Jan 09


Skip BowenHanging up the uniform need not mean walking away from the opportunity to continue to serve others.  There are a number of efforts that have emerged in recent years as a way to enable veterans to continue to serve their communities and their country.

Recently, I learned about the U.S. Coast Guard Retiree to FEMA Reservist Initiative, spawned through conversations about how Coast Guard retirees can help meet the disaster response personnel needs of the Federal Emergency Management Agency.  I asked Charles “Skip” Bowen, former Master Chief Petty Officer of the U.S. Coast Guard, to share the background on this new program.

VSB: Tell us about this innovative initiative and how it came together.

Bowen: As a new co-chair of the Commandant of the Coast Guard National Retiree Council, I was looking for ways that Coast Guard retirees could “give back” by applying the experience they gained during their military service. Throughout my own Coast Guard career, I took pride knowing that I was part of a humanitarian service; search & rescue and emergency response are the missions that initially attracted me to the Coast Guard and are largely why I remained for so much of my career. I know that many Coast Guard retirees share my desire to continue to serve by applying our training and skills where they are most needed.

During my research, I learned that FEMA — one of our sister agencies within the Department of Homeland Security — is experiencing a personnel shortage in its Reserve program.  Over 2700 FEMA Reserve positions are vacant.

I know that many Coast Guard retirees share my desire to continue to serve by applying our training and skills where they are most needed.

After further exploration and many conversations with respected colleagues, it became clear that Coast Guard retirees’ experience in disaster response, rescue, hazardous material handling, survivor support and recovery operations could bring a reliable and dedicated source of support to help meet FEMA’s current response and recovery needs.

Our dialogue led to the creation of the U.S. Coast Guard Retiree to FEMA Reservist Initiative.

This effort is intended to increase “the depth, reliability and skill set of FEMA’s incident workforce … (by enhancing) its corps of intermittent employees who serve on the ground during disasters…”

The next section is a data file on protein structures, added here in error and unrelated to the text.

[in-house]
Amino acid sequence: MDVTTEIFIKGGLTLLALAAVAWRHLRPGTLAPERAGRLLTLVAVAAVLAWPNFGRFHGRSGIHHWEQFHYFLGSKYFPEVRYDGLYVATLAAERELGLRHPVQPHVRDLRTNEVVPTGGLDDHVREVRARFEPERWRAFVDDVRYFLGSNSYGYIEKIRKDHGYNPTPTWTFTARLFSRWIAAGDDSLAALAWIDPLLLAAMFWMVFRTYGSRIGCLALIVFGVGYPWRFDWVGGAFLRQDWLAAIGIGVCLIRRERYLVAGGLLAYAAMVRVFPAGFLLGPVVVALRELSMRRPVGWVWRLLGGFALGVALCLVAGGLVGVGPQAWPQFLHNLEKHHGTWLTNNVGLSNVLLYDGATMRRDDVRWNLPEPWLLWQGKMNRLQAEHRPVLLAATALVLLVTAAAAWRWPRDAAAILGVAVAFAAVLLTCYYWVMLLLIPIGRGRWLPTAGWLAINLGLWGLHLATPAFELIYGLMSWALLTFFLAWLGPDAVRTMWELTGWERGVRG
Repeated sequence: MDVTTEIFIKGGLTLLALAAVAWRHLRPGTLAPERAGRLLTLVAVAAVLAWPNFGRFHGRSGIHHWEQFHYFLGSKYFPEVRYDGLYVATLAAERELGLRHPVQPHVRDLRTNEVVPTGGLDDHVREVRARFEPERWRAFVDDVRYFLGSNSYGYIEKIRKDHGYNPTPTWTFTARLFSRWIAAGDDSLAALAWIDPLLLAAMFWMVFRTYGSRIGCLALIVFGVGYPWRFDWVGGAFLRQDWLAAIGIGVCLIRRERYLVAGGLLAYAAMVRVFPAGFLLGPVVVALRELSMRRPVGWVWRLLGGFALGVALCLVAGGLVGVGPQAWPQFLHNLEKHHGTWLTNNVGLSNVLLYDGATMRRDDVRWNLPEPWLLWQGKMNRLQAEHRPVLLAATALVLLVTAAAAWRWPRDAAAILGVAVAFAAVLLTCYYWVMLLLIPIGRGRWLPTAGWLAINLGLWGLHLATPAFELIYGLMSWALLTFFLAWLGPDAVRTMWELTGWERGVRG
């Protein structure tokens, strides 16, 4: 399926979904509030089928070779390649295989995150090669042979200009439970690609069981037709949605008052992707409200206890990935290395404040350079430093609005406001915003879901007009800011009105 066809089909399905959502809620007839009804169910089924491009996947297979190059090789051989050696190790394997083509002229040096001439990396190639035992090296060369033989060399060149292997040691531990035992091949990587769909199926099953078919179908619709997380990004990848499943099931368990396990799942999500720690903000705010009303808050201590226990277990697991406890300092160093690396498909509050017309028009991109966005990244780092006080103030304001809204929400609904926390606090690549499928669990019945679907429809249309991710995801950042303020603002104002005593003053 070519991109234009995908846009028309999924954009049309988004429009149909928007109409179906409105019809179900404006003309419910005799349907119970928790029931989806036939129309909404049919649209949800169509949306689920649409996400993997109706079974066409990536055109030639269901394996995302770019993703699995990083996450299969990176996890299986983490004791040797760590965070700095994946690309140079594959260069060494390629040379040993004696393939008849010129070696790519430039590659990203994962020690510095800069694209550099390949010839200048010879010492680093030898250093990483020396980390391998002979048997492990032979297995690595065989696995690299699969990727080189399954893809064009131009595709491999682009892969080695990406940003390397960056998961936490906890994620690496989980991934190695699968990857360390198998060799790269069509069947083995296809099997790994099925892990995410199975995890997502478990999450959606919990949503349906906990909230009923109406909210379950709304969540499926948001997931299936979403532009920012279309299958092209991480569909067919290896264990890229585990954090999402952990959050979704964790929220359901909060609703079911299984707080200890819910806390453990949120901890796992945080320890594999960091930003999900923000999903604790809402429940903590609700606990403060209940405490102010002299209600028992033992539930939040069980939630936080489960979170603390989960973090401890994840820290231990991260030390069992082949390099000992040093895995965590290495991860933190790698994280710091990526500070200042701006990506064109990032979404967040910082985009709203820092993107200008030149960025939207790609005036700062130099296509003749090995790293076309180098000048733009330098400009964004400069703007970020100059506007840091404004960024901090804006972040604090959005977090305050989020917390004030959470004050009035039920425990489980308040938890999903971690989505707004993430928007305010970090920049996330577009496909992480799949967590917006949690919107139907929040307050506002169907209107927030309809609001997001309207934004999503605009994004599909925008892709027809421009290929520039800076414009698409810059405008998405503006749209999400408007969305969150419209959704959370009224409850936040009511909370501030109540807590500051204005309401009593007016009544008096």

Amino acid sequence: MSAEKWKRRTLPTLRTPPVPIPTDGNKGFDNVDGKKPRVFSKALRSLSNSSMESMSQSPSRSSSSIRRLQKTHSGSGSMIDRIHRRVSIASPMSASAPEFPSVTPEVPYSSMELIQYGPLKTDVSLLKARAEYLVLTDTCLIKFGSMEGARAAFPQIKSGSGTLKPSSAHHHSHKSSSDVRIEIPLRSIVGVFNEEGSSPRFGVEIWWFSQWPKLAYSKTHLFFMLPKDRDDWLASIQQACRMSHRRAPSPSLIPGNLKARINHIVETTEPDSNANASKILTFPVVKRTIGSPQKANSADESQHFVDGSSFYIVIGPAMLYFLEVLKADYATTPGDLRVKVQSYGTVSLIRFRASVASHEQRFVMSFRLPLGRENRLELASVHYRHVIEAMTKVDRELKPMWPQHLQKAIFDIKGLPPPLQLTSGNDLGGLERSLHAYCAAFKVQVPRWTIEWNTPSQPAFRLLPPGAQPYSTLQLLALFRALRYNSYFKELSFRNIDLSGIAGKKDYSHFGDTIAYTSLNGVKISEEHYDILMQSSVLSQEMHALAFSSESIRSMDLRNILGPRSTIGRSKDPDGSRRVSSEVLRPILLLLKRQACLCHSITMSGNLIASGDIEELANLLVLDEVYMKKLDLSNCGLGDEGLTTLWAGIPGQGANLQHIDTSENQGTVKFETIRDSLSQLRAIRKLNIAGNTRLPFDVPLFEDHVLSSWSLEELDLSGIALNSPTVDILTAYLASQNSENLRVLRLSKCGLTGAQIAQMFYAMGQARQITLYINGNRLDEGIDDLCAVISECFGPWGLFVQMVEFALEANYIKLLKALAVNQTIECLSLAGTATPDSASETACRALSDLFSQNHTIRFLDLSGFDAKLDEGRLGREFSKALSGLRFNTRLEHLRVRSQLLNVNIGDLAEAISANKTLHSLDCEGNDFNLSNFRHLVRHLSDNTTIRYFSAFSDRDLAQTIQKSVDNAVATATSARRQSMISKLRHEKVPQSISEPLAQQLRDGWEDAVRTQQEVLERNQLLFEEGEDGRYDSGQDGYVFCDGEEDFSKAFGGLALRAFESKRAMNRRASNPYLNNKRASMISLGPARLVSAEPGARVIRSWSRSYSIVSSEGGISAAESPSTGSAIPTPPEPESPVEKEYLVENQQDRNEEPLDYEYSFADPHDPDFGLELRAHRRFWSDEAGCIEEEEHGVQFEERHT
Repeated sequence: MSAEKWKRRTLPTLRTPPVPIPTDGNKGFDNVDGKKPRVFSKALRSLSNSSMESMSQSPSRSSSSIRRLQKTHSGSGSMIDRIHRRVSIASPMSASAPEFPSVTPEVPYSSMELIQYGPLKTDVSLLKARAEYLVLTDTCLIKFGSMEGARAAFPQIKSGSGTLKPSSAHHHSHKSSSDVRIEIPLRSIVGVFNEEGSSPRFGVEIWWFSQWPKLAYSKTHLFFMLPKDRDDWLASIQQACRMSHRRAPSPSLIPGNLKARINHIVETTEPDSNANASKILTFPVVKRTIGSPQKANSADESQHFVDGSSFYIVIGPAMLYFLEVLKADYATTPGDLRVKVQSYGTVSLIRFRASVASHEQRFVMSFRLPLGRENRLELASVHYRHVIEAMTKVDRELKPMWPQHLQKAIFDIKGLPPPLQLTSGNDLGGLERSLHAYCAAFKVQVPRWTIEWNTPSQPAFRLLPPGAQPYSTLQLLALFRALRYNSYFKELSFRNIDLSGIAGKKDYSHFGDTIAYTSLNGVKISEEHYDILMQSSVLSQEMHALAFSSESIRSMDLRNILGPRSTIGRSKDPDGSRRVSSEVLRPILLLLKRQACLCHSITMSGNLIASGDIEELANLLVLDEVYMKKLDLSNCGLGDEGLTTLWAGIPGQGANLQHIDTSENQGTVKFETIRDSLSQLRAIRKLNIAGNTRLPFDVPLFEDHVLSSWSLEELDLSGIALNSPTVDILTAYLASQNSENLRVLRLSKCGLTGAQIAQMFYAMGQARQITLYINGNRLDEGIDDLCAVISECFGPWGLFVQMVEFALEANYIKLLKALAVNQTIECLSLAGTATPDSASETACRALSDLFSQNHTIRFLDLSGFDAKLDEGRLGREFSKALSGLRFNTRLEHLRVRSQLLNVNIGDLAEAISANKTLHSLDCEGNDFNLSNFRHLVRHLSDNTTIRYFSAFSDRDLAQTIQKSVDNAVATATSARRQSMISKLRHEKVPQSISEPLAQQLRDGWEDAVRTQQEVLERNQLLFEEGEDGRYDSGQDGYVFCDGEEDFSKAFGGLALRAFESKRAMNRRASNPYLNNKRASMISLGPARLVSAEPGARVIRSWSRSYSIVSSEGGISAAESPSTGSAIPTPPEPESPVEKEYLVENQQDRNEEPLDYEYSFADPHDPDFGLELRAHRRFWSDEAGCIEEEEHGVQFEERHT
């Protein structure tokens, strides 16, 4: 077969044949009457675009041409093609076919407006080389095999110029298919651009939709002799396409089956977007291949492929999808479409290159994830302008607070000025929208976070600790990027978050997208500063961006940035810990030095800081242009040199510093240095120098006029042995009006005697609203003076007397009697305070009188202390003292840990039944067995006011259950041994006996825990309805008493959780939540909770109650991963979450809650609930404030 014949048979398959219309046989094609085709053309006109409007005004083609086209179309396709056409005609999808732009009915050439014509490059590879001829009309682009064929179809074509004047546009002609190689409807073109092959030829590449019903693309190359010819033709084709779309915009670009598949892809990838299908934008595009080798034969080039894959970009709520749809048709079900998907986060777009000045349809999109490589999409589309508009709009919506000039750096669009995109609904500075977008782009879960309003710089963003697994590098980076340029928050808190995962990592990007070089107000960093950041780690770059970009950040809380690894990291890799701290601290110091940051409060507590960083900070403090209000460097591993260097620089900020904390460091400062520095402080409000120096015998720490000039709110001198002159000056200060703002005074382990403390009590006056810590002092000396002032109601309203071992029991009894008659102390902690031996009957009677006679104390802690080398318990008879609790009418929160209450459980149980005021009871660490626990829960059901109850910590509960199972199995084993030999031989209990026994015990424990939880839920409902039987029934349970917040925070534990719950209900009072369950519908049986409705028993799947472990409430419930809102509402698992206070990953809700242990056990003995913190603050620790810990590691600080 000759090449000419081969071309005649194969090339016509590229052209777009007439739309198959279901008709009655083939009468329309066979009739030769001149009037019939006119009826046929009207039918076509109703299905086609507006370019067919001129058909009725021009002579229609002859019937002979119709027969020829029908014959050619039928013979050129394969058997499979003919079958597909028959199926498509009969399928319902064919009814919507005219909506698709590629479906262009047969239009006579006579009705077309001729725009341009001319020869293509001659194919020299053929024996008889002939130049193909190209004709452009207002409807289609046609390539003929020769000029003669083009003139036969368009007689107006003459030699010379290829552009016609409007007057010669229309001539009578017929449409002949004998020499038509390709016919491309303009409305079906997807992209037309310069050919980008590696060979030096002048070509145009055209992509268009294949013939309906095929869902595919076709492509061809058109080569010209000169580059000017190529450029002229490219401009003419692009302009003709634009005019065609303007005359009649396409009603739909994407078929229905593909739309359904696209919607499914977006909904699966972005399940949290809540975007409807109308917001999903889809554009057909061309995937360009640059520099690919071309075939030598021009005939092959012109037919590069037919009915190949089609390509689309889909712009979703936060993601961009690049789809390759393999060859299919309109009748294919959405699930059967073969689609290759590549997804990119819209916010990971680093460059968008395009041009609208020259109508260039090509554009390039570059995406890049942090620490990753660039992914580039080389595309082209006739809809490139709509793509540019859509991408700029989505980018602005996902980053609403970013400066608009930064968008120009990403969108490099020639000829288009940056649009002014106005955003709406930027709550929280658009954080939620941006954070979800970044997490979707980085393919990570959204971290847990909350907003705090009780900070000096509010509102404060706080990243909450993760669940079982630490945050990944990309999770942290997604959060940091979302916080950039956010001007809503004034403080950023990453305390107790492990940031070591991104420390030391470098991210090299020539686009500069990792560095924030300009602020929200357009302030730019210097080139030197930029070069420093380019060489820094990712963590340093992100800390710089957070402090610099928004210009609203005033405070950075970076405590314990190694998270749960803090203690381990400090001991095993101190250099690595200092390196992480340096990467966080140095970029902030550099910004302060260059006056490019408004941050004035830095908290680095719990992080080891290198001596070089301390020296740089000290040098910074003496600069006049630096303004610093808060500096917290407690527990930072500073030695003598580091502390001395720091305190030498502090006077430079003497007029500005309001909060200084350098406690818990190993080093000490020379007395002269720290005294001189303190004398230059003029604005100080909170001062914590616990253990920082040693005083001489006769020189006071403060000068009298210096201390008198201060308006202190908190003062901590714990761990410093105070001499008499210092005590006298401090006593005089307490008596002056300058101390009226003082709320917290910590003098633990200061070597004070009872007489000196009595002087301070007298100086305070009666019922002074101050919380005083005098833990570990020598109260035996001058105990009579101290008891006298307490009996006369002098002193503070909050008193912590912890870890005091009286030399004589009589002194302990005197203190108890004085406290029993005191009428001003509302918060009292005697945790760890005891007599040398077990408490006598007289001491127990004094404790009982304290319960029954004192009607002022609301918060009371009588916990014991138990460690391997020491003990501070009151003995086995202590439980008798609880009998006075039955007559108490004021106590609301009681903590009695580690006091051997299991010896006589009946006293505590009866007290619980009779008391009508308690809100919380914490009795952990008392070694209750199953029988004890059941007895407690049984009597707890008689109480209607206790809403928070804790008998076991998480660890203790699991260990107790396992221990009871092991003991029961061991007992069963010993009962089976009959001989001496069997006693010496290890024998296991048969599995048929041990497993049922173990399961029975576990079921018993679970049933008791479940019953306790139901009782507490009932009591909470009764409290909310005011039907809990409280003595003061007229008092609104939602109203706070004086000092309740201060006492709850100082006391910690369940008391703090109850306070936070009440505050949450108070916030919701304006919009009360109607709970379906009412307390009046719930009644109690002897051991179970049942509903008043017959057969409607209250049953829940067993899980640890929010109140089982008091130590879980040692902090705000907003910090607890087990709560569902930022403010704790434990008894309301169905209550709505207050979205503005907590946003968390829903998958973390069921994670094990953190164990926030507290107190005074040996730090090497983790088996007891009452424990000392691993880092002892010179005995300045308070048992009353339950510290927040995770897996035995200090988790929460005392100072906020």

The Initiative provides an opportunity for Coast Guard retirees to support one of several Incident Workforce Cadres. These include, but are not limited to, roles in acquisitions, disaster emergency communications, disaster field training operations, hazard mitigation, logistics, safety and security.


VSB: Are there any prerequisites to be eligible to participate? Is there specific training that will be required?

Bowen:  While there is no age restriction, FEMA’s Conditions of Employment includes the following stipulation: I understand the Agency may ascertain the fitness of applicants as to health, character, knowledge and ability before appointing them to the Reservist Program.

Once a Coast Guard retiree is accepted, he or she will participate in an in-house FEMA training program. FEMA Reservists are trained and qualified to perform a myriad of tasks during a disaster response.  When they are deployed, Reservists will be reimbursed for travel and paid as intermittent FEMA employees.


VSB: How can veterans from the other Armed Forces lend their support to this new program?

Bowen:  Reaching out to Coast Guard retirees will serve as Phase I and “proof of concept” for a larger initiative targeting all military veterans. During the second phase, our Council will work with FEMA to reach out to retirees from the other Armed Forces.  Phase 3 will entail a targeted effort toward all military veterans in general and to wounded warriors in particular.


VSB: Where can our readers learn more about this opportunity?

Bowen: Interested Coast Guard retirees can learn more about how they can help fill a critical need in FEMA’s disaster response and recovery capabilities by visiting:



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